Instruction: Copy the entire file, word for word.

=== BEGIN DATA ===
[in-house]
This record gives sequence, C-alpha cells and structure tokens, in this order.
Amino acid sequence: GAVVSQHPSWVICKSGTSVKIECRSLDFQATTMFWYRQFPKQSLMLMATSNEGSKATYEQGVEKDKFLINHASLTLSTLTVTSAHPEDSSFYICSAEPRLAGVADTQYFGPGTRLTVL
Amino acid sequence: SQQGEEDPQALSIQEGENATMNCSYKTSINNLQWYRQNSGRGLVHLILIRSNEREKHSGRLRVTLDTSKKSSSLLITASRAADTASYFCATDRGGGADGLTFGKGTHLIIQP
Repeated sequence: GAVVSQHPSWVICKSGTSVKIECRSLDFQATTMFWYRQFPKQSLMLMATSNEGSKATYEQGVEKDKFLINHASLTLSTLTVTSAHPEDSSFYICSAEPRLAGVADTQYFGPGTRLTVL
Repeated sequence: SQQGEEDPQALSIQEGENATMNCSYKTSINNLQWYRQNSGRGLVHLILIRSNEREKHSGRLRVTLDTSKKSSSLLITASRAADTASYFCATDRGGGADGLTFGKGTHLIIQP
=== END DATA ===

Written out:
[in-house]
This record gives sequence, C-alpha cells and structure tokens, in this order.
Amino acid sequence: GAVVSQHPSWVICKSGTSVKIECRSLDFQATTMFWYRQFPKQSLMLMATSNEGSKATYEQGVEKDKFLINHASLTLSTLTVTSAHPEDSSFYICSAEPRLAGVADTQYFGPGTRLTVL
Amino acid sequence: SQQGEEDPQALSIQEGENATMNCSYKTSINNLQWYRQNSGRGLVHLILIRSNEREKHSGRLRVTLDTSKKSSSLLITASRAADTASYFCATDRGGGADGLTFGKGTHLIIQP
Repeated sequence: GAVVSQHPSWVICKSGTSVKIECRSLDFQATTMFWYRQFPKQSLMLMATSNEGSKATYEQGVEKDKFLINHASLTLSTLTVTSAHPEDSSFYICSAEPRLAGVADTQYFGPGTRLTVL
Repeated sequence: SQQGEEDPQALSIQEGENATMNCSYKTSINNLQWYRQNSGRGLVHLILIRSNEREKHSGRLRVTLDTSKKSSSLLITASRAADTASYFCATDRGGGADGLTFGKGTHLIIQP